Cities in India have worst air quality, Chinese cities getting cleaner
Updated 10:40, 08-Mar-2019
Alok Gupta

Twenty-two of the world's 30 most polluted cities are in India, with Gurugram topping the list. Surprisingly, Chinese cities have curbed emissions significantly, a new report released on Tuesday said. 

Air quality in India's Ghaziabad, Faridabad and Noida were found to be extremely hazardous, ranking 2nd, 4th, and 6th respectively. Bhiwadi ranked fifth. Pakistan's Faisalabad was the only non-Indian city in the top five.

Poor air quality has also affected relatively smaller Indian cities. Patna, Lucknow, Jodhpur, Muzaffarpur, Varanasi, Moradabad, Gaya and Jind all ranked among the 20 most polluted cities in the world.

"Pollution in India is mostly due to industries, crop residue burning, as well as people burning biomass and trash to keep them warm," Yann Boquillod, director of air quality monitoring at IQAir, told CGTN.

A home constituency of Prime Minister Narendra Modi, Varanasi ranked 14th, raising concerns over the political will to combat the rising level of pollution.

"Local and national governments can help tackle the effects of air pollution by providing adequate monitoring and reporting infrastructure," Yeb Sano, Executive Director of Greenpeace Southeast Asia, said.

The report prepared by AirVisual and Greenpeace revealed that a large number of South Asian cities are reeling under poor air quality. Researchers measured the concentration of PM2.5, extremely fine particles, in 3,000 cities, 64 percent of which exceeded the safe air limit set by the World Health Organization.

Nearly 99 percent of cities in South Asia, 95 percent in Southeast Asia and 89 percent in East Asia flouted the limit. Jakarta and Hanoi were rated Southeast Asia's two most polluted cities.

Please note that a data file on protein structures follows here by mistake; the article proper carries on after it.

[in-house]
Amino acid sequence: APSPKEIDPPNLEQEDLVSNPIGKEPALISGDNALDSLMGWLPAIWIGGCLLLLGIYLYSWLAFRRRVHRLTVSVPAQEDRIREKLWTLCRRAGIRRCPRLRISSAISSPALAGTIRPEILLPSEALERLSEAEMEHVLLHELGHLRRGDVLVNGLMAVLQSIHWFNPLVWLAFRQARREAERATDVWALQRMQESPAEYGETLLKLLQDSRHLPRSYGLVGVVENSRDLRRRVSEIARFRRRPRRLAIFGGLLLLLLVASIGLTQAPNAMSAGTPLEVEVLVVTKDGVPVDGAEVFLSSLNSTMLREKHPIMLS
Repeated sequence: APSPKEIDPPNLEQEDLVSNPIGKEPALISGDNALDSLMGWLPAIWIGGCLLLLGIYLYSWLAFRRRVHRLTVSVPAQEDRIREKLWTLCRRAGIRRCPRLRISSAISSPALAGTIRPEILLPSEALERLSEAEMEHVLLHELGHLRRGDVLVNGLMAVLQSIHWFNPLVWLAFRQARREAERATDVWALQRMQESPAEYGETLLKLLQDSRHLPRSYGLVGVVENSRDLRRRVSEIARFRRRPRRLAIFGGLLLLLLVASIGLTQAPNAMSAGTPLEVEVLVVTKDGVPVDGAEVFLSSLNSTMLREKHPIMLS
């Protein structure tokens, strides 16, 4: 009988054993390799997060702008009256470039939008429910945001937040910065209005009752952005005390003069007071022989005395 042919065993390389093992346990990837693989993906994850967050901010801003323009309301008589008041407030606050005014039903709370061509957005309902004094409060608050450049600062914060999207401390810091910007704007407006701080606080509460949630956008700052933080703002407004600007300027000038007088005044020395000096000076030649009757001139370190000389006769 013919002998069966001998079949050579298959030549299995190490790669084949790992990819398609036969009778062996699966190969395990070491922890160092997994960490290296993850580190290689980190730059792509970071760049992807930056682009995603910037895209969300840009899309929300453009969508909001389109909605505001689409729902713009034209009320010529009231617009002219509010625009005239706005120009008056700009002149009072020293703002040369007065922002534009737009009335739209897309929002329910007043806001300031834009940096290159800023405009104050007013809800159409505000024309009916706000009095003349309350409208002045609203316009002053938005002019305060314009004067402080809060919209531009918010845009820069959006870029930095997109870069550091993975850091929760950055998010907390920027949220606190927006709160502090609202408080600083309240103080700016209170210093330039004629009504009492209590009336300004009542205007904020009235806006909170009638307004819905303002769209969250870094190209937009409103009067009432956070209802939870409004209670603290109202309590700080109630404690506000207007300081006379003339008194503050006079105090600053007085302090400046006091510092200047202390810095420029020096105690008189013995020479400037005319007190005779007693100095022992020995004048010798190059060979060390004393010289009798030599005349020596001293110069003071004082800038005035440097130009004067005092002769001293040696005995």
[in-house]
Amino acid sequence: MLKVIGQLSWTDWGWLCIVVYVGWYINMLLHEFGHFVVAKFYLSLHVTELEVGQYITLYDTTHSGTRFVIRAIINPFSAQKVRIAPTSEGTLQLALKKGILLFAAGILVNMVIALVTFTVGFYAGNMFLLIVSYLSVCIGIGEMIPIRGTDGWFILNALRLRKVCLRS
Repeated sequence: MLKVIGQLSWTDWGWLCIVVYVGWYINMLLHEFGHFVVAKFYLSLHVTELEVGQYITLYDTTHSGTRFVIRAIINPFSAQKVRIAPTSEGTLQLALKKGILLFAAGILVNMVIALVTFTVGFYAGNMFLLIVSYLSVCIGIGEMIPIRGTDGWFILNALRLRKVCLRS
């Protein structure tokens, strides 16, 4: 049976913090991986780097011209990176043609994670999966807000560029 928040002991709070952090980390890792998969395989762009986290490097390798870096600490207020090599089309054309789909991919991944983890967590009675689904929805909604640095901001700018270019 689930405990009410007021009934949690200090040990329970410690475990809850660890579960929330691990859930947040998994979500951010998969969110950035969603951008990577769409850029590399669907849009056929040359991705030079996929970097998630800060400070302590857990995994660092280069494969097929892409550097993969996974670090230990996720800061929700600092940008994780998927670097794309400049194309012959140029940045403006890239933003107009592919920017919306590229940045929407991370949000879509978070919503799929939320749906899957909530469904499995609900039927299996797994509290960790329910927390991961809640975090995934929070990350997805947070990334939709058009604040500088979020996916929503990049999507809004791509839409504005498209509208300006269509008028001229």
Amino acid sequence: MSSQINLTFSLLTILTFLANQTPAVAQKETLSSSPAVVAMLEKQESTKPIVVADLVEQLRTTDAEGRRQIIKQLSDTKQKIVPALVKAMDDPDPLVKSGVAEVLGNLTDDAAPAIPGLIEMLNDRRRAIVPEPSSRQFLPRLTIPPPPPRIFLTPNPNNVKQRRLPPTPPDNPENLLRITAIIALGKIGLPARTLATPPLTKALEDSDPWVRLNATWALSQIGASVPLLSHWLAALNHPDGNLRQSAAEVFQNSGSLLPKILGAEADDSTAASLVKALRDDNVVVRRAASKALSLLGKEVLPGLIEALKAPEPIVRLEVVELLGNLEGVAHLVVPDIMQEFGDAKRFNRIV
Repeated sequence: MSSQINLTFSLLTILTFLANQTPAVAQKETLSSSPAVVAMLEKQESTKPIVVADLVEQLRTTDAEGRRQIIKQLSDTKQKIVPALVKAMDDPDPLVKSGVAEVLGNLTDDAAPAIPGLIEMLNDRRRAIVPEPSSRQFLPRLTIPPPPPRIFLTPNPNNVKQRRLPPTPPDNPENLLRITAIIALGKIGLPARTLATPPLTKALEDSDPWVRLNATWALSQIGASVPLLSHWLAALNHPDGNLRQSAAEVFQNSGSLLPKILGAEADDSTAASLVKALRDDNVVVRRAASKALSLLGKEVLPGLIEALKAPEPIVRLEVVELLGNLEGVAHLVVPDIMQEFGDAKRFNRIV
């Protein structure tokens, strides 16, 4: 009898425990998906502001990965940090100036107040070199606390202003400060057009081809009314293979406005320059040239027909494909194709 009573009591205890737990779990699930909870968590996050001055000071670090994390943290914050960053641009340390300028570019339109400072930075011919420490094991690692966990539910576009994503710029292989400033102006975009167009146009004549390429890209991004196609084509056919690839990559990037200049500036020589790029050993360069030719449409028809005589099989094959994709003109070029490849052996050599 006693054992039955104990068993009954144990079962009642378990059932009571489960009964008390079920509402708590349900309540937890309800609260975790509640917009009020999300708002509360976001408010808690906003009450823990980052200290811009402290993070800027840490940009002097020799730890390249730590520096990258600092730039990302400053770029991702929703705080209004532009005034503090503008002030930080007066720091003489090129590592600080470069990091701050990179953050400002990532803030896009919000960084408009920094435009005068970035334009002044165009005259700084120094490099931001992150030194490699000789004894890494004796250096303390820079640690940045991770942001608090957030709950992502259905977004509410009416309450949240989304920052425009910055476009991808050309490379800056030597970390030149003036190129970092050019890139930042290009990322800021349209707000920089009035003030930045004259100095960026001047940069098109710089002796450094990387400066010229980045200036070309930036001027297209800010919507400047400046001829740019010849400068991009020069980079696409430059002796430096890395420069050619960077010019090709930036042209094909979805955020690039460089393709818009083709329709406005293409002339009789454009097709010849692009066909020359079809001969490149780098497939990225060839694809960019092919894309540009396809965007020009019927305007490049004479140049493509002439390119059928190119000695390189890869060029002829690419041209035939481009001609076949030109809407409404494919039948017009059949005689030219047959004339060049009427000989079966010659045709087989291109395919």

"Air pollution steals our livelihoods and our futures, but we can change that. In addition to human lives lost, there's an estimated global cost of 225 billion (U.S.) dollars in lost labor, and trillions in medical costs," Sano added.

China making 'good progress'

South Asia has the largest number of cities reeling under hazardous air. 

South Asia has the largest number of cities reeling under hazardous air. 

Meanwhile, China's efforts to control pollution levels have resulted in a drastic reduction in emissions. Replacing coal with cleaner fuel has led to a sharp drop of 12 percent in the pollution levels of Chinese cities.

A large part of the country switched from coal-based heating systems to gas-fired systems during the winter months. 

As a result, Hotan is the only Chinese city to find a place in the top 10 worst polluted cities, ranking 9th. The only Chinese cities in the top 30 are Kashgar at 19, Xingtai at 27, Shijiazhuang at 28 and Aksu at 30.

Beijing witnessed a significant drop in pollution with its rank plummeting to 122.

With President Xi Jinping waging a war to control pollution, the government has installed a large number of air monitoring systems even in the country's hinterland. 

"The Chinese mainland has the world's most numerous and far-reaching monitoring network, with around 1,500 monitors managed by the central government and a total of over 5,000 monitors managed at a central, provincial, municipal and county level," the report said.

Frequent sandstorms also spike the pollution level in many Chinese cities. "For cities affected by dust from sandstorms, there's not much to be done, except planting trees in the desert," Yann Boquillod said.

According to the report, the average air quality in the U.S. and Canada is good. However, wildfires have had a dramatic impact on the air in August and November, with 5 out of 10 most polluted cities in the world during August found in North America.

Meanwhile, large swathes of Africa and South America still lack adequate air quality monitoring infrastructure.